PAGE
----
Judge Jules' Split Personality -Who Wants To Be a Boring F**ker-
Author: jonty adderley
Saturday, May 3, 2003
As Radio 1's simultaneously most loved and loathed superstar DJs Judge Jules has long know the upside and downside of speaking out. Polarising opinions from the very start of his career, the former LSE law student has long concentrated on serving his army of devoted fans and damming the rest, such as the purist techno types he continues to rile.
"The axe I've always had about techno is that they never dare to move outside their perception of what their genre is and I don't think that's a very challenging perspective," he told Skrufff's Jonty Adderley.
"It's good to challenge yourself."
Which is exactly what he's done with his Hi production partner in crime Paul Masterton, on the duo's debut album Split Personality, a record of two distinctive parts. Spread over two hugely different CDs, the album ranges from radio friendly ballads featuring the mournful voice of Boy George to the banging 138bpm hard dance music, Hi Gate (and Jules himself) are currently best known for.
"At 138bpm, it's difficult to create songs that don't end up sounding quite cheesy, because they're so fast. So you have to look to alternative genres."
Jules was chatting in the Highgate studio he co-owns with Paul Masterton, himself a highly successful producer under his pseudonyms Yomamda, Amen UK, the Candy Girls and others. And while Jules was loquacious, Paul was contrastingly quiet, happy to let Jules lead conversations.
Skrufff (Jonty Adderley): You've called your new album Split Personality, what came first, the music or the title-
Judge Jules: "We we're originally planning to call it Schizophrenic then Gerry Halliwell called her album Schizophonic so we wanted to steer a steady course away from her. We also thought the title might be a little 'near the knuckle' (sensitive) for anybody suffering from 'mal a la tete' (madness). We were looking for a more sympathetic title."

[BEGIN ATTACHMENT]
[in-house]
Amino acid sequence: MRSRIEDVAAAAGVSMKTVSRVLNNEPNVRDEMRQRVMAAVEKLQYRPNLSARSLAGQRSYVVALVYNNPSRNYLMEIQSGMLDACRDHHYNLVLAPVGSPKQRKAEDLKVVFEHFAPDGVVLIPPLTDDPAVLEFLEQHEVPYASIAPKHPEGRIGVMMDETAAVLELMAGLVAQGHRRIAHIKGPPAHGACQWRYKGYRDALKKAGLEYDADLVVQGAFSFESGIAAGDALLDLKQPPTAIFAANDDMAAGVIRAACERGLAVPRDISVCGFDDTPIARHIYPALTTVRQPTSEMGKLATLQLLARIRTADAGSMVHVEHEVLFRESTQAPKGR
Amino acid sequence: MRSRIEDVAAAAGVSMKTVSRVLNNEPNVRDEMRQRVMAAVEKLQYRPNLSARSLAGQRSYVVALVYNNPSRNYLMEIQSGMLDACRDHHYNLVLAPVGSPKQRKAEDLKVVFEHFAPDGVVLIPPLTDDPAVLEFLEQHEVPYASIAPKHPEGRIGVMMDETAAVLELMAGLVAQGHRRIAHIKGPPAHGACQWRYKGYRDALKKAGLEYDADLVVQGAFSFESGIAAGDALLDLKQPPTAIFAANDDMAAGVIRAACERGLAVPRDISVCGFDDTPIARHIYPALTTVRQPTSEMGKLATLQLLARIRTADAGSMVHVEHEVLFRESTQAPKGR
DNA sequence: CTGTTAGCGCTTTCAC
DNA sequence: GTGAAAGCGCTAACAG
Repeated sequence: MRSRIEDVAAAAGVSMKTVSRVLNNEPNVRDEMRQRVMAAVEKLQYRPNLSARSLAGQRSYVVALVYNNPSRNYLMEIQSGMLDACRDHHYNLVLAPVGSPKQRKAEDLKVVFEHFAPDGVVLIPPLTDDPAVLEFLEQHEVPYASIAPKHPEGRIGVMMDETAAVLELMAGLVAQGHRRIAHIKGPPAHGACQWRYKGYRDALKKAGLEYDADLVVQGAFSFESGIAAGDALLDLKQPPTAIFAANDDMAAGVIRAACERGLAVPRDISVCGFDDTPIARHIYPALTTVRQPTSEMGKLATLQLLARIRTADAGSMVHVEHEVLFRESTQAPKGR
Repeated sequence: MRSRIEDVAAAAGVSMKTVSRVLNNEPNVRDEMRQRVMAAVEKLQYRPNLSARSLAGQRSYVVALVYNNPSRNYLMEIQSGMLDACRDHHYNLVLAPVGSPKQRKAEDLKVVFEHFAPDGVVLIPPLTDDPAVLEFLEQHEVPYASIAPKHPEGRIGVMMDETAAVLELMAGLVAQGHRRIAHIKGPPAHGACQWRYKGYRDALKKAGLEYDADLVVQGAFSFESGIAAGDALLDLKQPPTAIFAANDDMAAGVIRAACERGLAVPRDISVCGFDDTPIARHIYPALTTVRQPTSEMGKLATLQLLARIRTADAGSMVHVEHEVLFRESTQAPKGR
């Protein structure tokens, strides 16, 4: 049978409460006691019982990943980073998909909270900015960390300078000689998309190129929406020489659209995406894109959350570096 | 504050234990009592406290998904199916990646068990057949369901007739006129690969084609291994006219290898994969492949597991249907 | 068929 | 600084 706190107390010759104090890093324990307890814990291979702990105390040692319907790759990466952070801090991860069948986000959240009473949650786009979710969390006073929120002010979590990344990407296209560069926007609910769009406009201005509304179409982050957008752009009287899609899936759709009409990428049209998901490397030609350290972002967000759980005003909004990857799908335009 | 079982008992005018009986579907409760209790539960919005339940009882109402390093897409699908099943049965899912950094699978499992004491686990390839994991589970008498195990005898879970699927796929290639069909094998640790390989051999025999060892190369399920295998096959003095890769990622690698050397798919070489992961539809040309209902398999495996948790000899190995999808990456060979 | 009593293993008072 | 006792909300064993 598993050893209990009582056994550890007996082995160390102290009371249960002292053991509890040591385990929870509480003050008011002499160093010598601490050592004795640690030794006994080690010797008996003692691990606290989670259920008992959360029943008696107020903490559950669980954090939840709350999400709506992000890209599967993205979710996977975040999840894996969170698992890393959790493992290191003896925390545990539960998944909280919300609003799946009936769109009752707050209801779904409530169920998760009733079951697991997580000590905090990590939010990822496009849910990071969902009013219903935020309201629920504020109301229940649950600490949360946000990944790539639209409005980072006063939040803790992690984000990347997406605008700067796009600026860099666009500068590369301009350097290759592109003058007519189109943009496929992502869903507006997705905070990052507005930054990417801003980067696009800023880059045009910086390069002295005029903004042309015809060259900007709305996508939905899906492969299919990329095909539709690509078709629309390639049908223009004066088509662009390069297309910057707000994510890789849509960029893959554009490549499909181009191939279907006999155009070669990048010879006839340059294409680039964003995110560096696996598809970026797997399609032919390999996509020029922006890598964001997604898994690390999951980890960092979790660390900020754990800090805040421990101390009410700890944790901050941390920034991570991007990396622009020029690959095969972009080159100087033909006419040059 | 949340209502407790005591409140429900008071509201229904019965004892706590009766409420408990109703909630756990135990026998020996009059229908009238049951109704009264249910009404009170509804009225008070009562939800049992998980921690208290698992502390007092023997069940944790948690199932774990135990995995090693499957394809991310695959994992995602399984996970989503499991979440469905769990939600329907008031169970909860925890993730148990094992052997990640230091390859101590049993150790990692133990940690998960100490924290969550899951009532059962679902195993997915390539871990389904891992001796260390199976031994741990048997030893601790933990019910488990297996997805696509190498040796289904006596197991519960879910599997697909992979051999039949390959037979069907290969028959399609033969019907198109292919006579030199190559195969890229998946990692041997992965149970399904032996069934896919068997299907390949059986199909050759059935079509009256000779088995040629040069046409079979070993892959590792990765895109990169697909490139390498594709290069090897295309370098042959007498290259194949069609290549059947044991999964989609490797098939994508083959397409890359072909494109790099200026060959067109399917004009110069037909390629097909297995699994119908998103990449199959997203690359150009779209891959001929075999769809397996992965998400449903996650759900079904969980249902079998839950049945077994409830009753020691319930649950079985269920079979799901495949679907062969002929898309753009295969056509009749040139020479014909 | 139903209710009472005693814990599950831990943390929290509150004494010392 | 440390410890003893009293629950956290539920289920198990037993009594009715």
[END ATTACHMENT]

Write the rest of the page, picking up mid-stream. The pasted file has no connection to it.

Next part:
Paul Masterton: "And musically we wanted to avoid that route of just banging out an album of 12 dance tracks, we thought what's the point- We preferred to work on loads of different styles of music and to take a little longer."
Judge Jules: "I've also seen lots of my friends who make uptempo tunes, and they always seem to stick in their chosen genre when they make albums and I don't think that's what all the best albums are about. When we were both growing up, regardless of our individual tastes, you'd hear records with those old cliched peaks and troughs and hills and valleys. Also, from a personal point of view, I've got a son and I want my son to grow up and listen to it in five or ten years time and not be ashamed of what his Dad's done. Creating something that's a little longer lasting is more valuable to both of us than achieving instant sales."
Skrufff: Both the Boy George ballads stand out on the album, how did he get involved-
Judge Jules: "I've known George for years from DJing, having played alongside him countless times and he's the one person I know that even my grandparents would recognise. He might have had his peaks and troughs of fame but ultimately, he's in a different league of fame from the world we inhabit- he can't walk out the front door without being recognised. That's not the main reason we went for him though, there are other people who are that famous whose voices I detest, he was just the very first person that we both instantly wanted to hook up with.
His voice is really emotive and gorgeous, and he's also so unaffected by the fame thing, he's so nice and normal that he was right. We sent him the first instrumental, the one that became Out Of Fashion, and before he'd even said 'Yes' he'd already sent it back, written and recorded. We struck a chord with him in terms of the music."
Skrufff: When you created Out Of Tags